Motion Control Rig
Moving the camera by hand for stopmotion is not easy, especially when a move involves more than one axis. A motion control rig enables complex shots to be controlled from Dragonframe's ARCMoco software via an Arduino board. The computer calculates the increments for each motor and moves them the exact distance for each frame, so the results are smooth.
Having researched what is available commercially, and found it very expensive, we decided to construct a bespoke rig. This uses readily available stock parts, and will control 6 separate axes simultaneously. These are:
Track - Rotate - Jib up/down - Pan - Tilt - Focus
The only axis not covered is Roll, but this can be achieved by turning the camera 90 degrees on its mounting platform.
The dolly uses 8 skateboard wheels running on a 2m alloy ladder, and is controlled by a ballscrew. A Phidgets 1:5 geared stepper motor drives this.
A vertical post is mounted on the dolly, and the top section of this rotates to swing the jib arm. This is driven by a 1:27 geared stepper motor through toothed gears 30:125. These were chosen simply to have the largest gear I could find to make mounting the motor easy.
The jib arm is attached to the rotating section and controls camera height. The reason for using a jib arm is that a vertically sliding pedestal is much more complex to design and build. The jib arm is balanced by weights.Crane motion is provided by another 1:27 geared motor driving a toothed belt, as this enabled me to mount the motor at a distance from the fulcrum. The motor is mounted on a sliding plate that tensions the belt.
Panning is achieved using an L-shaped arm mounted on a short vertical bearing.
A horizontal bearing attached to the pan arm rotates the camera up and down. The camera itself sits on an adjustable platform so that it can be balanced and rotate around the axis of the film plane.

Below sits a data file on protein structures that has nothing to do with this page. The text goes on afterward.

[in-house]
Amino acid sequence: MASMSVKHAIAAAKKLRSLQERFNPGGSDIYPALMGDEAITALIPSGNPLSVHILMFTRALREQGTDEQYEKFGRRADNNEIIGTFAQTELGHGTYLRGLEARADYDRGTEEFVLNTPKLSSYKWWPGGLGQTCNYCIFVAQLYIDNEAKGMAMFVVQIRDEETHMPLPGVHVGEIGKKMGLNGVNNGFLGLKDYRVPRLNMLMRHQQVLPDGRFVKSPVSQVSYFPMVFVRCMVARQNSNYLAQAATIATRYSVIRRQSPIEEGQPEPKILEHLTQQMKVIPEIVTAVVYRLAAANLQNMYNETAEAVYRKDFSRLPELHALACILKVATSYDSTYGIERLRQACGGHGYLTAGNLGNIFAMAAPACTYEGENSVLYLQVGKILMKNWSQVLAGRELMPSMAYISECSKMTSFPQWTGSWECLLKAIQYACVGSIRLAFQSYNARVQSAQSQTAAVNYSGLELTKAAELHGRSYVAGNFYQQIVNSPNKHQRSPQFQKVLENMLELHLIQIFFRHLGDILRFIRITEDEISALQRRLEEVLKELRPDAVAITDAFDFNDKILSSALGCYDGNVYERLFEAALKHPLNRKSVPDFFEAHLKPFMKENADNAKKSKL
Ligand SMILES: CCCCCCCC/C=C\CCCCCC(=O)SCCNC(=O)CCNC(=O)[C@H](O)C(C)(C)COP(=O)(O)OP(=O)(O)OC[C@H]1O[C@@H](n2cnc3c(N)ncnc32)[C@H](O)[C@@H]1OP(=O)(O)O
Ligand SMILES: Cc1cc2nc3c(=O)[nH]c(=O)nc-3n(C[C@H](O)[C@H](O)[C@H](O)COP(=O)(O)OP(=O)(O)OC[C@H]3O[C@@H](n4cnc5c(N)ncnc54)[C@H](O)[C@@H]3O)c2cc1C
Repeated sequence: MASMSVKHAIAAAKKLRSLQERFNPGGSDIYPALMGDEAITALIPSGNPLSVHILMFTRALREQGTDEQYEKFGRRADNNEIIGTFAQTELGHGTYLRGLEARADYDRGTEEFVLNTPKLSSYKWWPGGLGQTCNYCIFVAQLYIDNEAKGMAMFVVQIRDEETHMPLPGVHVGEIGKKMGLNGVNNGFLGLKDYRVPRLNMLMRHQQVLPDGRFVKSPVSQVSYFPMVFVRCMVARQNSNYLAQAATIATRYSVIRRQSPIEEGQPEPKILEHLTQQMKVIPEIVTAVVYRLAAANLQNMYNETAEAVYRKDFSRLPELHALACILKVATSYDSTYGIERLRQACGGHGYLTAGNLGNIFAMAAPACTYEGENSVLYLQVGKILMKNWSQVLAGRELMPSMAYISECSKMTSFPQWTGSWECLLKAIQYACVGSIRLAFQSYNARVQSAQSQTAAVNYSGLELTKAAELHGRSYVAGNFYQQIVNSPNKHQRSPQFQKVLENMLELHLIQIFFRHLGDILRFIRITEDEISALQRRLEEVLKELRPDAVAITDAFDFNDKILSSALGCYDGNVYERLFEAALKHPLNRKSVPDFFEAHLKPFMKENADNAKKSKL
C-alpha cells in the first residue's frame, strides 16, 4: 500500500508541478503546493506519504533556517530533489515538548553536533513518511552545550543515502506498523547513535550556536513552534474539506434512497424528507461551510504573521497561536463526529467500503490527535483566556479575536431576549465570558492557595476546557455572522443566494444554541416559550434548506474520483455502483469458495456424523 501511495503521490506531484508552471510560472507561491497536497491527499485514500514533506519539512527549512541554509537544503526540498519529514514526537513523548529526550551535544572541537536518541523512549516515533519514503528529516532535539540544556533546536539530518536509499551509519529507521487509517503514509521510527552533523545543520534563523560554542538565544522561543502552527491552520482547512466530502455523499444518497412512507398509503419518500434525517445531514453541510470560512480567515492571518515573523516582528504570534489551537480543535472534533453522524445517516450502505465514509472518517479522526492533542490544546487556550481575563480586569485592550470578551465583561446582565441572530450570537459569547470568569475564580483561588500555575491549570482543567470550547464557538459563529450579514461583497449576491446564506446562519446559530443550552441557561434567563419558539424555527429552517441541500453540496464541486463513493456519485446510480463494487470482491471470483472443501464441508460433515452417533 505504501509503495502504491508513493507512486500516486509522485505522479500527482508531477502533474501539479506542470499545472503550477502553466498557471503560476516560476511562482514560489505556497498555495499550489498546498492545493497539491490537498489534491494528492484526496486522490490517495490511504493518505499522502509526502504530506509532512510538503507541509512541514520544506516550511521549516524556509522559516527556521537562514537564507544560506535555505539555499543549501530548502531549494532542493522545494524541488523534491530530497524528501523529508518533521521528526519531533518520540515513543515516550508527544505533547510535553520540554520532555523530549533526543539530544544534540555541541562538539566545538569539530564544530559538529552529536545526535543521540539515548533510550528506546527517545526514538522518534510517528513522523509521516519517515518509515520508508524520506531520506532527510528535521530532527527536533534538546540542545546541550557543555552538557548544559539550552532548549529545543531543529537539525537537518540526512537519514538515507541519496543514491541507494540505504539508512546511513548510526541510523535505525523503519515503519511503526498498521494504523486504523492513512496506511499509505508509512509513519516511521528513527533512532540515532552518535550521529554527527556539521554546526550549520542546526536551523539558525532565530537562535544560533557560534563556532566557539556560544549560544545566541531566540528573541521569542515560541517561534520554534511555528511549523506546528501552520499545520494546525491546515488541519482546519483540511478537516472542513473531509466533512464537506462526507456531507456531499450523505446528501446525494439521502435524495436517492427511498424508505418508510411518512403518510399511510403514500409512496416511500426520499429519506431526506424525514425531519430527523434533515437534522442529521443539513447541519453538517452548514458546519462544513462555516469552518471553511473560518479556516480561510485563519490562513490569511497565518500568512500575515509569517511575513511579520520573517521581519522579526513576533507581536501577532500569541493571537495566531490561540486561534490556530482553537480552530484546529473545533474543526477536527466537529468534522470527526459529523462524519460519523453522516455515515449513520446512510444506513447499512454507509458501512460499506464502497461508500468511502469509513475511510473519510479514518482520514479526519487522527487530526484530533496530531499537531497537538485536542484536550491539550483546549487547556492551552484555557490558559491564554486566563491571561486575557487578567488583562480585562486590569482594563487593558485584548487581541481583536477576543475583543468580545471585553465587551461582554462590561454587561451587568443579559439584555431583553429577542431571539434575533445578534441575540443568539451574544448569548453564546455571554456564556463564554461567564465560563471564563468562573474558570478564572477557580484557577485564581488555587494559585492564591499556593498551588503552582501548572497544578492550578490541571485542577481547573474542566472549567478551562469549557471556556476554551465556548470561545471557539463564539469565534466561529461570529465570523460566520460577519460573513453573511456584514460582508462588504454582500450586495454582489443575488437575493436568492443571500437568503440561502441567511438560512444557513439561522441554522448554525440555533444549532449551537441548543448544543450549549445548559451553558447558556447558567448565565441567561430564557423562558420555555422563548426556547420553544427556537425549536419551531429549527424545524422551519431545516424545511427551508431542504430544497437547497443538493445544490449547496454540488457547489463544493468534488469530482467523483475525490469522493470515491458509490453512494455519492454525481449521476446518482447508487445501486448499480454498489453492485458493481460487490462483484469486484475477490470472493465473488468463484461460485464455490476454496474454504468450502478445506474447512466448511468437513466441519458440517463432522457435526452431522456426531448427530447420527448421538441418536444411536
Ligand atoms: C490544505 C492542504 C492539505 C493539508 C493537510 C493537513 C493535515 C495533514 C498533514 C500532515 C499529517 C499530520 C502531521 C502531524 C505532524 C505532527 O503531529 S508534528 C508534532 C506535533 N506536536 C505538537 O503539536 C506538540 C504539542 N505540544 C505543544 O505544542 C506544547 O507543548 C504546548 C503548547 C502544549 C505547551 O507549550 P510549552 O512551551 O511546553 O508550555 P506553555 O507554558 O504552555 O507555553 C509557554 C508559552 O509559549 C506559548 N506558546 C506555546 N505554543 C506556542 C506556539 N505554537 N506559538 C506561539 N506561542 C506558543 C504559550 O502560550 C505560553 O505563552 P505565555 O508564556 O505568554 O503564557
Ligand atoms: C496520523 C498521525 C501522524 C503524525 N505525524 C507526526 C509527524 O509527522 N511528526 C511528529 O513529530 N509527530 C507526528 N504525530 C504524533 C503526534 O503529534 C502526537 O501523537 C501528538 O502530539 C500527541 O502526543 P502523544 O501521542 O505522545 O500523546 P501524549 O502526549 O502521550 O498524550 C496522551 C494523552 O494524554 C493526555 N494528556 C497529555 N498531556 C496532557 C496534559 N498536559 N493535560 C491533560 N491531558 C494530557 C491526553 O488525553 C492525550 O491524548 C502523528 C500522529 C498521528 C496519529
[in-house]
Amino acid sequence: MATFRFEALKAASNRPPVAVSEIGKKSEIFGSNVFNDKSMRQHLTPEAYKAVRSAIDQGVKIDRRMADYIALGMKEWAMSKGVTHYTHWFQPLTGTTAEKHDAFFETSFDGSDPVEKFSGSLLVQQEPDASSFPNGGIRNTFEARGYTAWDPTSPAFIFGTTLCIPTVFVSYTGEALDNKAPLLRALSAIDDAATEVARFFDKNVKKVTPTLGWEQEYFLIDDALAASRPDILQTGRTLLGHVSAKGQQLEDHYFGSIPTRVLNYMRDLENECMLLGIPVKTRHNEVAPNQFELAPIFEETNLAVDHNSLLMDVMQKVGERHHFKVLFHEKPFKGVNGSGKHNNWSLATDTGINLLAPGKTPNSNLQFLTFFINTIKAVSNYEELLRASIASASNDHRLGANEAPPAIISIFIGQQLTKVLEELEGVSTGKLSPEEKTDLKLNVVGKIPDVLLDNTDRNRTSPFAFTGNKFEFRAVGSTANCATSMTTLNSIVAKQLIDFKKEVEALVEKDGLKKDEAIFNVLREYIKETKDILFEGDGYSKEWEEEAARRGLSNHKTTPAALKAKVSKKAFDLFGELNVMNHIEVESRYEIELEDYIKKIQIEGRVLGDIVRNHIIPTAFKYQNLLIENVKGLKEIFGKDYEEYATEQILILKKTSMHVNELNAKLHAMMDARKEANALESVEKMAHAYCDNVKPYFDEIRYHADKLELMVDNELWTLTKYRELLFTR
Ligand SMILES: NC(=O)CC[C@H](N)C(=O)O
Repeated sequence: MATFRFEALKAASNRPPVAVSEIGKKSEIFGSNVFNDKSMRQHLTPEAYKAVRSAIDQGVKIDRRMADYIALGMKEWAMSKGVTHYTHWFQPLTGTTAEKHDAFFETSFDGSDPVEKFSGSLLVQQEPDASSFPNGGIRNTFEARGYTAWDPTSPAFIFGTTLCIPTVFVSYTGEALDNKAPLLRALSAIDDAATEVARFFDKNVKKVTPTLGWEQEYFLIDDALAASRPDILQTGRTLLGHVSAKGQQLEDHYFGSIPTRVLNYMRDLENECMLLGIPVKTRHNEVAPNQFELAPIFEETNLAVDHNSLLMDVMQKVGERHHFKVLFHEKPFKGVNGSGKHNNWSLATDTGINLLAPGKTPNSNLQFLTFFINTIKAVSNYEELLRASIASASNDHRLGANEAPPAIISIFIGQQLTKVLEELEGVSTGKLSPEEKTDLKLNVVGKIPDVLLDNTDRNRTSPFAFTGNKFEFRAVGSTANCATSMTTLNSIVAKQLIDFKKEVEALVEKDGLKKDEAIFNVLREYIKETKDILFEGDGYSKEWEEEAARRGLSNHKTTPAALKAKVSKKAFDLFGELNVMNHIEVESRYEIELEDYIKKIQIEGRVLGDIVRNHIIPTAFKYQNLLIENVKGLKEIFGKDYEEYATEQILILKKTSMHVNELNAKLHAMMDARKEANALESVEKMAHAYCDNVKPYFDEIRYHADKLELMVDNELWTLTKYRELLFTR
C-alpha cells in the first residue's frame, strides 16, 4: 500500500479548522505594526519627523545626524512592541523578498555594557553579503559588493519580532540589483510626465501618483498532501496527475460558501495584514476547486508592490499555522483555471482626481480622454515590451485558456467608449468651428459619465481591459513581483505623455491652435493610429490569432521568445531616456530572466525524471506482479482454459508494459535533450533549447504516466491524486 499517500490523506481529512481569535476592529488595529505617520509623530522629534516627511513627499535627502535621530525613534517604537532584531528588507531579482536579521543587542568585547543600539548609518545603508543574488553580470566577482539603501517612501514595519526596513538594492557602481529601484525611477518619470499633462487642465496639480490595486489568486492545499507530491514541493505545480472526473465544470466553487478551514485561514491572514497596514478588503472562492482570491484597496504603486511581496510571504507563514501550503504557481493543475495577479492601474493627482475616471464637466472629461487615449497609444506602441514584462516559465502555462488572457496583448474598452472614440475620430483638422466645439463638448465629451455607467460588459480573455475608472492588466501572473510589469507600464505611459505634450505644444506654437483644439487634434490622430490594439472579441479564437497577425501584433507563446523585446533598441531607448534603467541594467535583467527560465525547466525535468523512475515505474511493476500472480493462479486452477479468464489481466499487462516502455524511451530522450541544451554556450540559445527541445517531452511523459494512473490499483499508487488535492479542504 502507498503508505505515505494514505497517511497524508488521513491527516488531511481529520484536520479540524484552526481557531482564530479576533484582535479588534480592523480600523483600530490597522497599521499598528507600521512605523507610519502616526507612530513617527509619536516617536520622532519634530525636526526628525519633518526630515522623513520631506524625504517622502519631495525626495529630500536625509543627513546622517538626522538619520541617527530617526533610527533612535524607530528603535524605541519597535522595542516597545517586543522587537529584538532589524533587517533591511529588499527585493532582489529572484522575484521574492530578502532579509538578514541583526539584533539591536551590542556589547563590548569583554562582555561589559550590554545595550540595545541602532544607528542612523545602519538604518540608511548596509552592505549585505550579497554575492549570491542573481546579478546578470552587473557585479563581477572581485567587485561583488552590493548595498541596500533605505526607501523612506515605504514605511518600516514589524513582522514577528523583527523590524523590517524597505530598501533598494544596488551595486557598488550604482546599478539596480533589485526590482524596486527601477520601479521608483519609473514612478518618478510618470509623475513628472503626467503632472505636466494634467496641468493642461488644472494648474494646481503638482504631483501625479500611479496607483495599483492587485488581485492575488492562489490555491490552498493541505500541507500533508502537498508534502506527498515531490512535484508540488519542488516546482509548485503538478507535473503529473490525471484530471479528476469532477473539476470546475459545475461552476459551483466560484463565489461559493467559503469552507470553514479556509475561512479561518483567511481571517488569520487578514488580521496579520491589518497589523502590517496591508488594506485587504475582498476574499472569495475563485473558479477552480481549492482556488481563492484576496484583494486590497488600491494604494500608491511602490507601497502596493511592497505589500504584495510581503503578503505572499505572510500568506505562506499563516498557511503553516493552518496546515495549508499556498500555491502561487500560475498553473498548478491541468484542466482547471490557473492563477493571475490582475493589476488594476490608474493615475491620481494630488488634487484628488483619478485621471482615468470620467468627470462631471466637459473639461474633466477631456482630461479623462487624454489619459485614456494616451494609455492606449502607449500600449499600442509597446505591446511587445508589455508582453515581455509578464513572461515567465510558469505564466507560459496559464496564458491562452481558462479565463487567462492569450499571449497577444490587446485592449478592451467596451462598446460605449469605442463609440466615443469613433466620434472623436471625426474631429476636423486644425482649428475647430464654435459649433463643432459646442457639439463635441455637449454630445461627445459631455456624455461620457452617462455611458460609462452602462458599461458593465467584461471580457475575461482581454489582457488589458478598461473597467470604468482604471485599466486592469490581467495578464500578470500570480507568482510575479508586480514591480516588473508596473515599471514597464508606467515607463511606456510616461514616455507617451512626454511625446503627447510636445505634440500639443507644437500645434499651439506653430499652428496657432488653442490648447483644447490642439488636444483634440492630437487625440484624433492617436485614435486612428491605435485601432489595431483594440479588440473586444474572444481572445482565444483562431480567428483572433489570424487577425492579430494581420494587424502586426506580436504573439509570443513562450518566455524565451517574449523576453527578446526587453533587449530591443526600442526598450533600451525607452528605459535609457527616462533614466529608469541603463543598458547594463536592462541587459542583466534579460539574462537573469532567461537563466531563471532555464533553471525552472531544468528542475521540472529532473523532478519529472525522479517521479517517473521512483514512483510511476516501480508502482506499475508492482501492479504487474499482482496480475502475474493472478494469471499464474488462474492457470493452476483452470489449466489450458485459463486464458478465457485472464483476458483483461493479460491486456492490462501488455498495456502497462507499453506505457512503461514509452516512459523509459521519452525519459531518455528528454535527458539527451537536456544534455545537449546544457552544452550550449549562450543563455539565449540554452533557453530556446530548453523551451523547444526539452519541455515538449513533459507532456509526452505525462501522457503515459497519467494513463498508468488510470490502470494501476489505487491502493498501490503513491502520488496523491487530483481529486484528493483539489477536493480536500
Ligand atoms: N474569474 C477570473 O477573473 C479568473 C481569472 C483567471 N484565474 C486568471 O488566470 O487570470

Not strictly an axis, but essential. The focus is controlled by a small stepper motor on a plate attached to the camera platform, driving a gear that meshes with a flexible rack fitted onto the lens focus ring.
Stepper motors need to be controlled by drivers, which are small powered circuit boards. The Big Easy Driver is robust and relatively simple, one is used for each of the motors.
An Arduino Mega 2560 translates the computer instructions into motor movements. This is connected directly to the computer and user control is via the Dragonframe program. Each move is able to be divided into increments-per-frame, eased in and out, and operated simultaneously with any other motors. Once a camera move is set up, Dragonframe shifts the camera for each frame, leaving the animator to concentrate on moving the puppets.
Blog posts will give details of construction, and the challenges along the way!
The accuracy of the rig clearly depends on having bearings that are robust, free-running and have very little play. Large diameter bearings are superior in this respect to smaller ones, so we have opted for 1” (25.4mm) bearings from Servocity with hollow aluminium shafts. The bearings come as pillow blocks that can be mounted onto alloy box sections, although we glued them in place.
Additionally a thrust bearing is needed where the vertical post is mounted on the dolly.